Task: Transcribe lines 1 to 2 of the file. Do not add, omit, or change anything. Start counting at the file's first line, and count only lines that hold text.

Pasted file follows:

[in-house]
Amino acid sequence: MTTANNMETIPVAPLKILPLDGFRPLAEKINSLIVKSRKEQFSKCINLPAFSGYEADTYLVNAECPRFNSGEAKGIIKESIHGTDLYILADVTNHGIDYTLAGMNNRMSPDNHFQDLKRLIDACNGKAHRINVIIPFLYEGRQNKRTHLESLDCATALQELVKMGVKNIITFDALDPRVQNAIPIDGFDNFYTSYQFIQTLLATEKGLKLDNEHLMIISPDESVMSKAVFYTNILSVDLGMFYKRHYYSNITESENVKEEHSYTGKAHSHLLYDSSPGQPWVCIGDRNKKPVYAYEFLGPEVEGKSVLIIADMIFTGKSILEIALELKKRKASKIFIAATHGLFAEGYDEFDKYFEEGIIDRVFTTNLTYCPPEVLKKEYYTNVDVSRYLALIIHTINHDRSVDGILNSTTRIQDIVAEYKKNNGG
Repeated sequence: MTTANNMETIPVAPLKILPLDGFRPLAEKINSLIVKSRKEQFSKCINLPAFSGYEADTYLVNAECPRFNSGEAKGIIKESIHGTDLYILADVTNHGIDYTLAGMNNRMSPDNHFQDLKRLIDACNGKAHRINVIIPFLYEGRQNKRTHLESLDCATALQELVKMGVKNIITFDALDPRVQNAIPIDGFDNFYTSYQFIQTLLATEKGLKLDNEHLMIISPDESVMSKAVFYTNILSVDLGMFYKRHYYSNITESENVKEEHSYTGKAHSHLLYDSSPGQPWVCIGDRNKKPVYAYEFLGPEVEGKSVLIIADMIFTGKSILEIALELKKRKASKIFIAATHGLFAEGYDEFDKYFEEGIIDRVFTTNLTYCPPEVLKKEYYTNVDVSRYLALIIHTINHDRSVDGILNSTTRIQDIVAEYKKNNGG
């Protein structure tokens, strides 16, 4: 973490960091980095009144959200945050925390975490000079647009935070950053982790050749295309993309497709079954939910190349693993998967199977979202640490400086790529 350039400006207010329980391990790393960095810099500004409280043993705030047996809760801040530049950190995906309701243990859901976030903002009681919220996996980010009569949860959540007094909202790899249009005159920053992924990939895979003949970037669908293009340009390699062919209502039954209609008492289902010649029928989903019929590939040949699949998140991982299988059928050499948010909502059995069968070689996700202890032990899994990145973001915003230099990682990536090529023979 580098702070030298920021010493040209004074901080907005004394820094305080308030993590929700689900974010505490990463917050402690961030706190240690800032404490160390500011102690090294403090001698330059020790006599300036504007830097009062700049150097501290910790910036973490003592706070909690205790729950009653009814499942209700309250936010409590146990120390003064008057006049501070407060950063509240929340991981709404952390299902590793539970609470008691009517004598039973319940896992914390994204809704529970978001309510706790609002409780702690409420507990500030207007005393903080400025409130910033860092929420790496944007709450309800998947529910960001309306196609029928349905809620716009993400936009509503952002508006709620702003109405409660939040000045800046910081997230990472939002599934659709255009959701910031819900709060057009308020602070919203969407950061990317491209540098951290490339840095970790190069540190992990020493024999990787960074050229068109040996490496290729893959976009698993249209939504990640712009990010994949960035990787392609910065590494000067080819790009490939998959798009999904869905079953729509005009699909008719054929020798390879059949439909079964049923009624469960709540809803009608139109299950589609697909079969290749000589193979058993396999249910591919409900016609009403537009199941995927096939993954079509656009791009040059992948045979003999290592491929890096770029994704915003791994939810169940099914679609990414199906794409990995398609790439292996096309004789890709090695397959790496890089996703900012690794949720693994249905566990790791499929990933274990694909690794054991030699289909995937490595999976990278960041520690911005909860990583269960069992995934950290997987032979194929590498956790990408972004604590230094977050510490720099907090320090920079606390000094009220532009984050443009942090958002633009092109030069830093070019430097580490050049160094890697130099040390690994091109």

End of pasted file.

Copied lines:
[in-house]
Amino acid sequence: MTTANNMETIPVAPLKILPLDGFRPLAEKINSLIVKSRKEQFSKCINLPAFSGYEADTYLVNAECPRFNSGEAKGIIKESIHGTDLYILADVTNHGIDYTLAGMNNRMSPDNHFQDLKRLIDACNGKAHRINVIIPFLYEGRQNKRTHLESLDCATALQELVKMGVKNIITFDALDPRVQNAIPIDGFDNFYTSYQFIQTLLATEKGLKLDNEHLMIISPDESVMSKAVFYTNILSVDLGMFYKRHYYSNITESENVKEEHSYTGKAHSHLLYDSSPGQPWVCIGDRNKKPVYAYEFLGPEVEGKSVLIIADMIFTGKSILEIALELKKRKASKIFIAATHGLFAEGYDEFDKYFEEGIIDRVFTTNLTYCPPEVLKKEYYTNVDVSRYLALIIHTINHDRSVDGILNSTTRIQDIVAEYKKNNGG